Marwan Asmar's Reviews > One Flew Over the Cuckoo's Nest
One Flew Over the Cuckoo's Nest
by Ken Kesey
by Ken Kesey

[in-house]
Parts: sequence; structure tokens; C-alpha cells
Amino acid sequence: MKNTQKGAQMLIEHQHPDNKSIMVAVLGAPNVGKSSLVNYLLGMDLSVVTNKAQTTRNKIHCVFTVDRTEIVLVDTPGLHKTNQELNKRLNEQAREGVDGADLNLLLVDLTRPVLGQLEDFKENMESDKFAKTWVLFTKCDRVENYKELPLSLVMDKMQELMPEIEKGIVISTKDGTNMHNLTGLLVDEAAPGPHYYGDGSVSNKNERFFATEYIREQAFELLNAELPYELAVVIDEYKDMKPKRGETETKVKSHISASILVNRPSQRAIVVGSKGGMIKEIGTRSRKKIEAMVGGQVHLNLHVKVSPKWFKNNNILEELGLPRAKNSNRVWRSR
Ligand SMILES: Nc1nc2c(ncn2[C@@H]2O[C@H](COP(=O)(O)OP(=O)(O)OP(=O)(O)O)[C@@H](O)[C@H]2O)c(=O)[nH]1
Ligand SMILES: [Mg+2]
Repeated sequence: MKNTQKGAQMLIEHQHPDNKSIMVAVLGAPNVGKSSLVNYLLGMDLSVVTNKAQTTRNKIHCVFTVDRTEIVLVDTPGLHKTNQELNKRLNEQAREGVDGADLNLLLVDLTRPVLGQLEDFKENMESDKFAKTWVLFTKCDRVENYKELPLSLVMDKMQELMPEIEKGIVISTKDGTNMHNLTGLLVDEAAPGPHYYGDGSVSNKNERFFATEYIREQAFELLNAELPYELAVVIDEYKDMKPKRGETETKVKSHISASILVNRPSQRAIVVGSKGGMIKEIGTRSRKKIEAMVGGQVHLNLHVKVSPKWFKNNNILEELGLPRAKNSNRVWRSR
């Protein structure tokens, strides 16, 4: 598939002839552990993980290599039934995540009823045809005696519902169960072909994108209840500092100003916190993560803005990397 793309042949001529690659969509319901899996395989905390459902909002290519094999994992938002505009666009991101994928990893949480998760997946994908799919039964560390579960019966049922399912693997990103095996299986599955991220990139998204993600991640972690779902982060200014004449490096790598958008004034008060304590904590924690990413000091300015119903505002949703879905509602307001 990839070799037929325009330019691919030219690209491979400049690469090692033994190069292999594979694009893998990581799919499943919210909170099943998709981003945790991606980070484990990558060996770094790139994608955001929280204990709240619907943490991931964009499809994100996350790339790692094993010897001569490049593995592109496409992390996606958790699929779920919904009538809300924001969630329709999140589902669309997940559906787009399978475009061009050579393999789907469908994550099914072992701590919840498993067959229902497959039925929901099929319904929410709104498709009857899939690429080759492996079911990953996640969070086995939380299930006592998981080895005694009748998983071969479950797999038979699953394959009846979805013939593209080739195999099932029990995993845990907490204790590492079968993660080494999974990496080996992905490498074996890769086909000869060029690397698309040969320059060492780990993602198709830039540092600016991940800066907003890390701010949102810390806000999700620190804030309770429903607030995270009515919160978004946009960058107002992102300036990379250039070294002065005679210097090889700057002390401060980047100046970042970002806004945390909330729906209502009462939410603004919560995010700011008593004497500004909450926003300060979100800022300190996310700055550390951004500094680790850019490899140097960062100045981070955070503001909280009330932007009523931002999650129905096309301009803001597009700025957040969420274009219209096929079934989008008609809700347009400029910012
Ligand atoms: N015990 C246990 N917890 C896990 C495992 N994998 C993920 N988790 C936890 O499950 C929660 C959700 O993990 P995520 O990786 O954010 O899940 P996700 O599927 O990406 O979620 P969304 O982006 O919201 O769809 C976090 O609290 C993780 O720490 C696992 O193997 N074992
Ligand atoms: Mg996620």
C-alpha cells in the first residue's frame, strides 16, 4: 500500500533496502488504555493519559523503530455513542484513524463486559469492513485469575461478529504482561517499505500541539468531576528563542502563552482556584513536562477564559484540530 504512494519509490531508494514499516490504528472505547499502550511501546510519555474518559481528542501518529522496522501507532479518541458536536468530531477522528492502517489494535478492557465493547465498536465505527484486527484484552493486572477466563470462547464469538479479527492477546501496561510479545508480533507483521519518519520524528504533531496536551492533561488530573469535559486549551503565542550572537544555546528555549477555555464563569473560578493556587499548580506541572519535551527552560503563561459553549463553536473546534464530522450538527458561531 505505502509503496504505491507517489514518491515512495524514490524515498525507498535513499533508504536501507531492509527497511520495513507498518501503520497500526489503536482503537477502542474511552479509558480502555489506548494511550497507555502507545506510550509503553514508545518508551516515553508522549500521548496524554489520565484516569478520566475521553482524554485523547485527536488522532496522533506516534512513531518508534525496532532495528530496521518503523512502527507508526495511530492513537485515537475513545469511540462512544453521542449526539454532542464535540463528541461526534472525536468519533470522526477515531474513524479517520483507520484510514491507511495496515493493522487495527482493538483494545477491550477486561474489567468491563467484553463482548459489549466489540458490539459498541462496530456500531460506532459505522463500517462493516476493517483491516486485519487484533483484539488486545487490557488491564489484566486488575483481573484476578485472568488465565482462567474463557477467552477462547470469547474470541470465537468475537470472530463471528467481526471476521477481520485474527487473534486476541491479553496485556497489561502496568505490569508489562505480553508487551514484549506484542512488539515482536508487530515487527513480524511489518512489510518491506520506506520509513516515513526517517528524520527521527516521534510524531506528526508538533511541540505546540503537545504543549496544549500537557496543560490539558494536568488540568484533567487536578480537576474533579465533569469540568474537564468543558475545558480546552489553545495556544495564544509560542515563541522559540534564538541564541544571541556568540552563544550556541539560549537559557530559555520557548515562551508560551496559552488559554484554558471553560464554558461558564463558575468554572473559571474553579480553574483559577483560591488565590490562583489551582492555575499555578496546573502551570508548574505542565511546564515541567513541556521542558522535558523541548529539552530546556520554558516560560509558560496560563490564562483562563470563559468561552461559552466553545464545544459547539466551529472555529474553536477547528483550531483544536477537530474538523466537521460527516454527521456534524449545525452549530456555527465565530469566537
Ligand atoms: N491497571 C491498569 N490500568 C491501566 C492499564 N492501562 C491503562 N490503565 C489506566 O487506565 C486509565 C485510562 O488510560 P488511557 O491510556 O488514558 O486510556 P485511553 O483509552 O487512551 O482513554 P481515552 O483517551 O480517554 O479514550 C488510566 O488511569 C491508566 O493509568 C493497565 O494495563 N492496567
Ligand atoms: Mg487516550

A book to remember, the daily life of mentally-dusturbed characters in a psychiatric ward. A gripping read, it follows the antics of R.P. McMurphy, a patient who doesn't appear to be mentally-disturbed yet whose is committed to the ward by the authorities that be, and unlike his colleagues, who are disturbed, but can leave the award anytime they want. This is a work of fiction and probably has no direct bearing on the work of mental institutions, except from the perspective of providing entertainment narrative. However, the one particularly glaring aspect is that doctors may have the power to perform a tiny operation on the brain--lobotomy--and turn an active person into a more "pliant" human being, and/or a "vegetable" which is what happens to McMurphy. The proceedure was used on mentally disturbed, often violent patients, but now is rarely used. Then when the book was written, in the 1950s and 1960s, this was probably an area of medical experimentation. The implication of the proceedure as used in the book however, was an attempt to resetablish conformity and order instead of the emotional upsets that follows that trails of McMurphy as he sets up shop on the ward. Another implication the novel tried to bring out, and as in the case of McMurphy, is that people, maybe sent to the wrong institions for "treatment" which ends up upsetting the whole status quo.
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